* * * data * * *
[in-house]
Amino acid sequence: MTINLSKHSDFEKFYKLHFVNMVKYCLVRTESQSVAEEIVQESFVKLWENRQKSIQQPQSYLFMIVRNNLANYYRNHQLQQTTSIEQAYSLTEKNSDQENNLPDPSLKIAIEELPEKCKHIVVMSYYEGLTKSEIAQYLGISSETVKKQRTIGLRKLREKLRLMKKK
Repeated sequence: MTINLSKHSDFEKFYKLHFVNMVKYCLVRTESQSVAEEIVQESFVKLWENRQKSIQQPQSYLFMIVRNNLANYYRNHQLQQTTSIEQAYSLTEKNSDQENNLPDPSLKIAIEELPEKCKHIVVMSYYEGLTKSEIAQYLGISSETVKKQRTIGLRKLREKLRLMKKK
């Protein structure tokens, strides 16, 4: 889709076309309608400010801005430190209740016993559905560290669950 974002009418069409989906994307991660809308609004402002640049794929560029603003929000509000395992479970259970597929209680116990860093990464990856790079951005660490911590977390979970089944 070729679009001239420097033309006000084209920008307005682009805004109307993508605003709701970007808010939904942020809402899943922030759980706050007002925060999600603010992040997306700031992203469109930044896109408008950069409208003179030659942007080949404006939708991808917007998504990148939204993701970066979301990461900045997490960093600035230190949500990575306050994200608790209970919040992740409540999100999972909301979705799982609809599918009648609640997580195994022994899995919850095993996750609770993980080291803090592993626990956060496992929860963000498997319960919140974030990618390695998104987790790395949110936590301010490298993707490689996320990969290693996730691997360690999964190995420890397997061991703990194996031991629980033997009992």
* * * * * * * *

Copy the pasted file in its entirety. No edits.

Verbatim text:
[in-house]
Amino acid sequence: MTINLSKHSDFEKFYKLHFVNMVKYCLVRTESQSVAEEIVQESFVKLWENRQKSIQQPQSYLFMIVRNNLANYYRNHQLQQTTSIEQAYSLTEKNSDQENNLPDPSLKIAIEELPEKCKHIVVMSYYEGLTKSEIAQYLGISSETVKKQRTIGLRKLREKLRLMKKK
Repeated sequence: MTINLSKHSDFEKFYKLHFVNMVKYCLVRTESQSVAEEIVQESFVKLWENRQKSIQQPQSYLFMIVRNNLANYYRNHQLQQTTSIEQAYSLTEKNSDQENNLPDPSLKIAIEELPEKCKHIVVMSYYEGLTKSEIAQYLGISSETVKKQRTIGLRKLREKLRLMKKK
């Protein structure tokens, strides 16, 4: 889709076309309608400010801005430190209740016993559905560290669950 974002009418069409989906994307991660809308609004402002640049794929560029603003929000509000395992479970259970597929209680116990860093990464990856790079951005660490911590977390979970089944 070729679009001239420097033309006000084209920008307005682009805004109307993508605003709701970007808010939904942020809402899943922030759980706050007002925060999600603010992040997306700031992203469109930044896109408008950069409208003179030659942007080949404006939708991808917007998504990148939204993701970066979301990461900045997490960093600035230190949500990575306050994200608790209970919040992740409540999100999972909301979705799982609809599918009648609640997580195994022994899995919850095993996750609770993980080291803090592993626990956060496992929860963000498997319960919140974030990618390695998104987790790395949110936590301010490298993707490689996320990969290693996730691997360690999964190995420890397997061991703990194996031991629980033997009992």